Then, let’s use my example, I don’t work from home, so I never needed a chair or a desk, or a room to work in while we’re at it. So I didn’t have any of those. I tried working at a dinner table, which was uncomfortable and, therefore, distracting. Then I moved to the living room couch, but there’s a TV as a distraction. In the end, I bought a chair from Ikea, took a table from a lawn chair set, and set it up in my bedroom. No distraction, tolerable comfort level.
The advice here is, find a dedicated place with the least amount of distraction and make it your workplace with a chair and desk.

2. Prepare for the work.

As you have the routine of dressing and washing up for the office, do the same when working from home. It will give you a sense that you’re working, not loafing around the house in your pajamas. And you won’t be caught unprepared for a meeting. And you’ll still have a grip on how your jeans fit.

3. Have working hours.

When I started working from home, I used to work the whole day, because I always felt unproductive, due to being frequently distracted. This is not the best scenario.
Start your work on time, and finish it on time. Leave the room you’ve been working in, and carry on with your regular free-time activities. Rest from work.

4. Take your coffee and your water bottle to your desk.

If you get up every time you want a sip of water, you’ll be distracted easily. And anyway, you wouldn’t do that in the office either.

5. Set boundaries for others around you.

If you’re working and the door in the room where you work are closed, ask your partner, kids, or a cat to respect that, and to avoid interrupting you. In some cases, this will be harder than others, for instance, if you have small children, but as it’s necessary for yourself to feel at work, it’s also necessary for them to understand you’re at work.

6. Communication with a team.

You should check up on your teammates, from time to time, to preserve team spirit. How often will depend on your role. If you’re a team lead, you should check with all team members as often as possible. Use a camera when attending calls, and use headphones with noise cancellation for the best and the most professional communication, because, you’ll probably use the same setup when communicating with clients.

That would be all. I’m sure all of us deal with work from home somewhat differently because we’re working from different setups, and we’re different people. If you don’t feel comfortable checking in with your colleagues and if you had to do so, it would negatively affect your productivity, then don’t do it. If you’re super productive and good at ignoring distractions, you don’t need to worry about Netflix playing in the background.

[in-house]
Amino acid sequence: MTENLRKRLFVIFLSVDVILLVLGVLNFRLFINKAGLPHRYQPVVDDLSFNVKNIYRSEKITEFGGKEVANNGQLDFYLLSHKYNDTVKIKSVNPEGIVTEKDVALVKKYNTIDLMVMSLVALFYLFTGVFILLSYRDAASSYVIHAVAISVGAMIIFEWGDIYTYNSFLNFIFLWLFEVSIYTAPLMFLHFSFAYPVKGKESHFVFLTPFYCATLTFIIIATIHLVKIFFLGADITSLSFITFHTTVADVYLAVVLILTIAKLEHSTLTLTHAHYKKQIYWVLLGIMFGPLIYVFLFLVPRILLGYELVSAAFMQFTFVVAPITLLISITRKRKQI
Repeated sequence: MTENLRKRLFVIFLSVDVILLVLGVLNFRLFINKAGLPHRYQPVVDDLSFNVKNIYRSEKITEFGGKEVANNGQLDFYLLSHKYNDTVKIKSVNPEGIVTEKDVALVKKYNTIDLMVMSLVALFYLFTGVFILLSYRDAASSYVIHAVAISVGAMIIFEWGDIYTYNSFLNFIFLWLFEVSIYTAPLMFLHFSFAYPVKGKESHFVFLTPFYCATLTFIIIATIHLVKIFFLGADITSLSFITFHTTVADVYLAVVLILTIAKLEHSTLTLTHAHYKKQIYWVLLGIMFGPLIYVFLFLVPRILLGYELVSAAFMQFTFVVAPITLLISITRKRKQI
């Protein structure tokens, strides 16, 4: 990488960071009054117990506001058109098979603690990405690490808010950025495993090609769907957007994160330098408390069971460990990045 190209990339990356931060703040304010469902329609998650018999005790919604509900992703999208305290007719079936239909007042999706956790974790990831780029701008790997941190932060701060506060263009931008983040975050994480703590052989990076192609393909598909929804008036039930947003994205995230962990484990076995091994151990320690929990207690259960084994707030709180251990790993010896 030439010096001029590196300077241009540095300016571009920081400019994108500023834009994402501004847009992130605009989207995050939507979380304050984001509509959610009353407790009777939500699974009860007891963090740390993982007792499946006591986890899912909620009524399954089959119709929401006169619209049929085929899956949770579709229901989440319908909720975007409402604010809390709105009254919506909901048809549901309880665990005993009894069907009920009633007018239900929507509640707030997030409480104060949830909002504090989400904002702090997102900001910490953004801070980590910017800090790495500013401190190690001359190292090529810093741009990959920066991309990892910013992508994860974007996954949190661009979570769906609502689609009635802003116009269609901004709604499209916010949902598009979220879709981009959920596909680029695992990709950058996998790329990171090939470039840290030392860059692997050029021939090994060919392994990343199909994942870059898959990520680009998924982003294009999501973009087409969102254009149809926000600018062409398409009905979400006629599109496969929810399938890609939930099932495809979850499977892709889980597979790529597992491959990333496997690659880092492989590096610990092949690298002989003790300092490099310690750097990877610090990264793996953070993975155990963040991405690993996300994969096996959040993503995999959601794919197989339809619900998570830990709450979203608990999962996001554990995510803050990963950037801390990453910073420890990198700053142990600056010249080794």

The fact is that we all want to do our best, and if you have a piece of advice, that works for you, feel free to share it with us.

How to approach learning a new technology

How to approach learning a new technology

How to approach learning a new technology

Individual differences, and a viewpoint of a group of developers

Every Friday, before we end our workweek, we organize a knowledge-sharing discussion group in Lean Coffee format, which was suggested by one of our alumni colleagues, and it turned out to be a pretty neat thing to do.

Last Friday, we tried to answer a question regarding the best way to learn something utterly unfamiliar from scratch. The idea of this blog was to give a definitive answer, a step-by-step solution. Still, we decided to show you the whole discussion because it sums up individual differences when it comes to learning and both the positive and negative sides of each approach.

Dalibor (medior software engineer): I usually start with tutorials. It gives me a broad idea of the information structure and what I need to learn. Tutorials I choose are, in most cases, a result of the research I conduct beforehand about the experts in the field, available tutorials, and their reviews. Then I proceed with creating my own test project, and I usually read the documentation, which I do until I completely understand everything it says.

Aleksandar (senior software engineer): If you have some knowledge and experience with programming, I’d argue about the term “something completely new.” If you already know how to drive a car, you don’t really learn from scratch how to drive Audi or Mercedes.
A person/group/company that made the technology also wrote extensive documentation that explains their intent and its purpose. And regarding the tutorials we mentioned, I have a bit of a problem with starting with this approach. Tutorial is the way somebody understood the technology, which might be incorrect, so I’d start with the documentation.

Bojan (SEO expert): So we have a vote for tutorial and documentation as a starting point, what about starting with analyzing a project that’s already been written?

Aleksandar: I wouldn’t do so either. Someone might have written it without a real understanding of the technology you’re trying to learn, and it can give you the wrong ideas. Or, you might have a different kind of project, and it won’t translate well.